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Reduction of common cold symptoms by encapsulated juice powder concentrate of fruits and vegetables: a randomised, double-blind, placebo-controlled trial

  • Stephanie Roll (a1), Marc Nocon (a1) and Stefan N. Willich (a1)
  • DOI: http://dx.doi.org/10.1017/S000711451000317X
  • Published online: 23 August 2010
Abstract

Dietary supplements have been suggested in the prevention of the common cold, but previous investigations have been inconsistent. The present study was designed to determine the preventive effect of a dietary supplement from fruits and vegetables on common cold symptoms. In a randomised, double-blind, placebo-controlled trial, healthcare professionals (mainly nursing staff aged 18–65 years) from a university hospital in Berlin, Germany, were randomised to four capsules of dietary supplement (Juice Plus+®) or matching placebo daily for 8 months, including a 2-month run-in period. The number of days with moderate or severe common cold symptoms within 6 months (primary outcome) was assessed by diary self-reports. We determined means and 95 % CI, and differences between the two groups were analysed by ANOVA. A total of 529 subjects were included into the primary analysis (Juice Plus+®: 263, placebo: 266). The mean age of the participants was 39·9 (sd 10·3) years, and 80 % of the participants were female. The mean number of days with moderate or severe common cold symptoms was 7·6 (95 % CI 6·5, 8·8) in the Juice Plus+® group and 9·5 (8·4, 10·6) in the placebo group (P = 0·023). The mean number of total days with any common cold symptoms was similar in the Juice Plus+® and in the placebo groups (29·4 (25·8, 33·0) v. 30·7 (27·1, 34·3), P = 0·616). Intake of a dietary supplement from fruits and vegetables was associated with a 20 % reduction of moderate or severe common cold symptom days in healthcare professionals particularly exposed to patient contact.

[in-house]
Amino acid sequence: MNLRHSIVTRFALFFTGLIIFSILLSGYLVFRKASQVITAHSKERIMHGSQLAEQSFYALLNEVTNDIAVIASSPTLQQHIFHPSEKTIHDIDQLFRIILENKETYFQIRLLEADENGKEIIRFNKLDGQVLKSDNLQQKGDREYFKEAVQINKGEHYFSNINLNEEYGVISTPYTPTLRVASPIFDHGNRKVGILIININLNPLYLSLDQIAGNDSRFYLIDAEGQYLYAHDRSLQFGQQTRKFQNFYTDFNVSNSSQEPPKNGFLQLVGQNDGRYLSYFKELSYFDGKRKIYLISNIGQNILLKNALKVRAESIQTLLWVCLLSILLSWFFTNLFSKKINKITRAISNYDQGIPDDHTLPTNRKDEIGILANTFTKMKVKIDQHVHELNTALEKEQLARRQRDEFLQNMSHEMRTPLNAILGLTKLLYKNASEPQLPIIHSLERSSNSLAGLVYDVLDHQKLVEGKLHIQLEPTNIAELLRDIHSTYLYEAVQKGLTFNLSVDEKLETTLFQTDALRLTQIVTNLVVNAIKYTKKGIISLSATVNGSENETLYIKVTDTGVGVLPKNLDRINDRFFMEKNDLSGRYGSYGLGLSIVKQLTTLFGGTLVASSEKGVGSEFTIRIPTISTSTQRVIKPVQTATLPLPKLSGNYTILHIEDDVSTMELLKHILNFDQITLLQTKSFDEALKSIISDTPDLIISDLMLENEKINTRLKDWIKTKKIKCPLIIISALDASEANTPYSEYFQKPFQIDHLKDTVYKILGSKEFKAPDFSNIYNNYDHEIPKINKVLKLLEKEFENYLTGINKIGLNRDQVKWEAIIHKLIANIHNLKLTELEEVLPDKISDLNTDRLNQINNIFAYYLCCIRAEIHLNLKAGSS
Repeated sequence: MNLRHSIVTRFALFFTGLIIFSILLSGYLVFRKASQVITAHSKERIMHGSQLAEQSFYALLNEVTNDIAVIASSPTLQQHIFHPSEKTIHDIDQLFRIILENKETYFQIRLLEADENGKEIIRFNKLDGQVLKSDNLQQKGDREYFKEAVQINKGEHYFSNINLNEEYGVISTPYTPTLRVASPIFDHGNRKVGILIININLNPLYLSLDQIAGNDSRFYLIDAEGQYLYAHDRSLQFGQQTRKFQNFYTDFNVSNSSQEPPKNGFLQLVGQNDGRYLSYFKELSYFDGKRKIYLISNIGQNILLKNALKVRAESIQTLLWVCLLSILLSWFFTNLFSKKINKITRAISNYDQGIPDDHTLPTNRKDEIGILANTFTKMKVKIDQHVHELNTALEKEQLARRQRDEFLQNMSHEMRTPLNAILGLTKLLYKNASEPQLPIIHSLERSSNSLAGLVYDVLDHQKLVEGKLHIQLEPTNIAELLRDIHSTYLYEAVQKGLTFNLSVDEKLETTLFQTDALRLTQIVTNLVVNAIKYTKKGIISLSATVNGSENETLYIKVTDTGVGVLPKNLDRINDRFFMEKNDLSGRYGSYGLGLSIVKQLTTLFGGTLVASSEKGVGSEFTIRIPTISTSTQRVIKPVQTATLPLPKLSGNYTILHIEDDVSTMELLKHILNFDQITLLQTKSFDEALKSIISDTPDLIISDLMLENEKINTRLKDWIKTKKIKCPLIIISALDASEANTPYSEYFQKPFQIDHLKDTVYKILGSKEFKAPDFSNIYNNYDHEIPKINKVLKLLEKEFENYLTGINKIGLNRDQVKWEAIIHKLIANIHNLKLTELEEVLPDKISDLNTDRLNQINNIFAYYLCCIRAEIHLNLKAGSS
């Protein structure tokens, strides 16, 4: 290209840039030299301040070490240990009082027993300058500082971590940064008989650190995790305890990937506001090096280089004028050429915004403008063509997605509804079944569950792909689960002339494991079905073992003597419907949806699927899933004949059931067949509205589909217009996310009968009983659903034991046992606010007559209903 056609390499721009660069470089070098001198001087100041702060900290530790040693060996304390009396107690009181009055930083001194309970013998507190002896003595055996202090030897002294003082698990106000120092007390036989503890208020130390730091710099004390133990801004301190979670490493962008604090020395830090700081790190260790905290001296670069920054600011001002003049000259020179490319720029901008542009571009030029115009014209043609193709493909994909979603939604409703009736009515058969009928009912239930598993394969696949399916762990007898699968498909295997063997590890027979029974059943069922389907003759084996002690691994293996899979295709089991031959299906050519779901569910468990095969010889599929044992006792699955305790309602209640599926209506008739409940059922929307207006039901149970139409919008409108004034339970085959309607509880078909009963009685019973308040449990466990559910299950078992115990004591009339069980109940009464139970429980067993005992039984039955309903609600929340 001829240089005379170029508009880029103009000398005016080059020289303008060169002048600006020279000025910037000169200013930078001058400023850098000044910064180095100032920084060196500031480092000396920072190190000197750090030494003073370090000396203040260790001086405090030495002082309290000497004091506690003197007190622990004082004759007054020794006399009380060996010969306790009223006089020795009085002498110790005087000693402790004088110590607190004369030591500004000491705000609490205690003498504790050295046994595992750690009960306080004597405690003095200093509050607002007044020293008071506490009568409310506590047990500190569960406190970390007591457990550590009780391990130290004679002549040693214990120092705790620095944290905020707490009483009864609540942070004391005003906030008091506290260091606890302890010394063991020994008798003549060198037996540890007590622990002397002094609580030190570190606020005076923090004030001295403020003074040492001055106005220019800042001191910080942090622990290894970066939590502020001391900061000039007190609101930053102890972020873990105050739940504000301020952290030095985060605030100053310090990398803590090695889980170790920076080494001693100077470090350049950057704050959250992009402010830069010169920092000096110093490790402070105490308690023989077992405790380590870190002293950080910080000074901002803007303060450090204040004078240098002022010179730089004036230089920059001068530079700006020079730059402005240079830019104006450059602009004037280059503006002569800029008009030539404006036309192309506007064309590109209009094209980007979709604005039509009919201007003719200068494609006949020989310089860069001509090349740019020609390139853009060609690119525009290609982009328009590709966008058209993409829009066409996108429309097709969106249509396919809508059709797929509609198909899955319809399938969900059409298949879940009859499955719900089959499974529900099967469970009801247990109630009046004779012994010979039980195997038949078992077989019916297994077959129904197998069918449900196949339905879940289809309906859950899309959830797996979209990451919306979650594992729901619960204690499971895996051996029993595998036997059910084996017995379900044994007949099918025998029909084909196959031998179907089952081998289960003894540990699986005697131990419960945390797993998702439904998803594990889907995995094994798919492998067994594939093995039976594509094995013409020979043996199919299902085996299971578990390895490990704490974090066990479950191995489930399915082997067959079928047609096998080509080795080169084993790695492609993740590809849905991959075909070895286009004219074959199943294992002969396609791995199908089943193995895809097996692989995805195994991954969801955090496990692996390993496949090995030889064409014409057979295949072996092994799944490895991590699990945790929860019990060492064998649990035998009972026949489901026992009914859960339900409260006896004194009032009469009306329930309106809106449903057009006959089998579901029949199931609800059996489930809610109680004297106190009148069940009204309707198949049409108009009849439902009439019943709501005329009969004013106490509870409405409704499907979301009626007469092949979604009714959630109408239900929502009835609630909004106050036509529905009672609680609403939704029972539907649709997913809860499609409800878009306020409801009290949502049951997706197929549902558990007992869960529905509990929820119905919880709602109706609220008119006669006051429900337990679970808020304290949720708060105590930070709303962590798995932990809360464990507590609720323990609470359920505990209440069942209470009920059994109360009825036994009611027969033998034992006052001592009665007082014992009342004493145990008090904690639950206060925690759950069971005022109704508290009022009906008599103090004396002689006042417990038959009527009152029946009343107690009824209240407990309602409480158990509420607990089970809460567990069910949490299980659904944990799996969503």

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Copyright
The online version of this article is published within an Open Access environment subject to the conditions of the Creative Commons Attribution-NonCommercial-ShareAlike licence <http://creativecommons.org/licenses/by-nc-sa/2.5/>. The written permission of Cambridge University Press must be obtained for commercial re-use.
Corresponding author
*Corresponding author: S. Roll, fax +49 30 450 529902, email stephanie.roll@charite.de
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1T Heikkinen & A Jarvinen (2003) The common cold. Lancet 361, 5159.

2RB Turner (1997) Epidemiology, pathogenesis, and treatment of the common cold. Ann Allergy Asthma Immunol 78, 531539.

4D Melchart , E Walther , K Linde , (1998) Echinacea root extracts for the prevention of upper respiratory tract infections: a double-blind, placebo-controlled randomized trial. Arch Fam Med 7, 541545.

5S Sasazuki , S Sasaki , Y Tsubono , (2006) Effect of vitamin C on common cold: randomized controlled trial. Eur J Clin Nutr 60, 917.

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British Journal of Nutrition
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  • EISSN: 1475-2662
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